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Development Co-operation Report 2010

image of Development Co-operation Report 2010

The Development Co-operation Report, issued by the OECD Development Assistance Committee (DAC), is the key annual reference for statistics and analysis on the latest trends in international aid.

With only five years left to achieve the Millennium Development Goals (MDGs), much remains to be done. The task has become even more challenging given the economic, food and climate change crises of recent years. This report describes how the DAC has responded swiftly, putting the development dimension of these crises firmly on the political agenda and keeping the development community focused on providing more aid, and delivering it more effectively.

In times of economic uncertainty, it is particularly important for aid to provide value for money, and to ensure that it is not misused. The development community has responded by sharpening its focus on corruption; targeting and communicating clear development impacts; working increasingly through developing countries’ own systems to build capacity; and intensifying efforts in the poorest 30% of developing countries – a critical step toward achieving the MDGs. The report also describes how the DAC member countries intend to make their aid truly effective in the decades to come, by ensuring that climate change is addressed in each of their policy choices and by developing a broader, more inclusive approach.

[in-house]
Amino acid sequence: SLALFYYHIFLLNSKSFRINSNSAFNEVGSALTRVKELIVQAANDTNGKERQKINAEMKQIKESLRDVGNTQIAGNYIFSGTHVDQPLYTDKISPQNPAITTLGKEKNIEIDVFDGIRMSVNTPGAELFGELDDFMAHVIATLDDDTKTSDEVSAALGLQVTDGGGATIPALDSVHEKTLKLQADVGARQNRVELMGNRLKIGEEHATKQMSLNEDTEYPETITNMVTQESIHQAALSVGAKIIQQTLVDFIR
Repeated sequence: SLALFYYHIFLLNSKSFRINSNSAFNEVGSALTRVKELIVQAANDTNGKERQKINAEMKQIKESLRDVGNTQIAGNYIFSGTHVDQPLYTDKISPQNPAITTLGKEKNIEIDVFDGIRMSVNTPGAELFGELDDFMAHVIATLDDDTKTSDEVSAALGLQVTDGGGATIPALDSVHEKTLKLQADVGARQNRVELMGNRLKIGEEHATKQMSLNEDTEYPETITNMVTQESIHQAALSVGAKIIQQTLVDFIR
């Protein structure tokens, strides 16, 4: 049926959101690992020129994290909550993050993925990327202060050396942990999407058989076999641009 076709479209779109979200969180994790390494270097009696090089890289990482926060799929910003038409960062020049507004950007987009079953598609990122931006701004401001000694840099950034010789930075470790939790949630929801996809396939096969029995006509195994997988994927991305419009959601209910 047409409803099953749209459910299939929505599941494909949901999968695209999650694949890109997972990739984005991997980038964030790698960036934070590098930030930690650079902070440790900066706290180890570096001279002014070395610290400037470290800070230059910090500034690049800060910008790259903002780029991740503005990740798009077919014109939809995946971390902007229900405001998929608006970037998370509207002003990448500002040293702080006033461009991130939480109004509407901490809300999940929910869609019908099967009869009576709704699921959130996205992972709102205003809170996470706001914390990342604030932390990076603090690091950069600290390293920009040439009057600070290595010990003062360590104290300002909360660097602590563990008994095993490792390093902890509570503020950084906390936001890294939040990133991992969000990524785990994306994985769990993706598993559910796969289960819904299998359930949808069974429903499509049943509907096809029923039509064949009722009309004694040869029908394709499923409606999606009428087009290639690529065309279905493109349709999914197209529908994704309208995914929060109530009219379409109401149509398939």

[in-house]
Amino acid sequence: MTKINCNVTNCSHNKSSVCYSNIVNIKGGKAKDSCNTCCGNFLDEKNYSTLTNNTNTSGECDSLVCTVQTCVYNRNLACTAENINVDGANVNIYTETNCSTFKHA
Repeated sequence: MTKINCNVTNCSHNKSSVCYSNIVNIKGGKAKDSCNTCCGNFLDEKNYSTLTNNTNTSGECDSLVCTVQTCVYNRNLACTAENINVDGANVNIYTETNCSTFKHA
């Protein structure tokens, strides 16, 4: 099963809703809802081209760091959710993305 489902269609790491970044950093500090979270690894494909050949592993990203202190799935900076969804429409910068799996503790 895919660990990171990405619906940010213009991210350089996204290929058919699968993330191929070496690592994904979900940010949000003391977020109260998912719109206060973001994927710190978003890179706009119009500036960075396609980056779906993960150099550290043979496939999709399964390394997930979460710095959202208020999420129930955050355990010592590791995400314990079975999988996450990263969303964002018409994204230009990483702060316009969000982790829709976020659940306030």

This report is also published on line to improve the accessibility of key OECD DAC work and to respond to the needs of the aid community by giving prompt and easy access to its analyses and statistics.

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Austria

Austrian development co-operation (ADC) has been challenged by the AAA and the DAC 2009 peer review (Box 8.2) to set the right priorities for its Aid Effectiveness Action Plan up to 2011 and beyond. This forthcoming action plan will adapt the mix of aid instruments to capacities in partner countries, make better use of local systems and encourage more joint approaches with other donors. For example, besides participating in Uganda’s Joint Assistance Strategy, ADC successfully increased the use of country systems and contributed to their strengthening in that country. Budget support is likely to become a preferred financing instrument for Austria in the long run so long as conditions in partner countries allow. ADC will concentrate on its comparative advantage as a small donor. Austria promotes country ownership: one of the guiding principles of its programmable aid.

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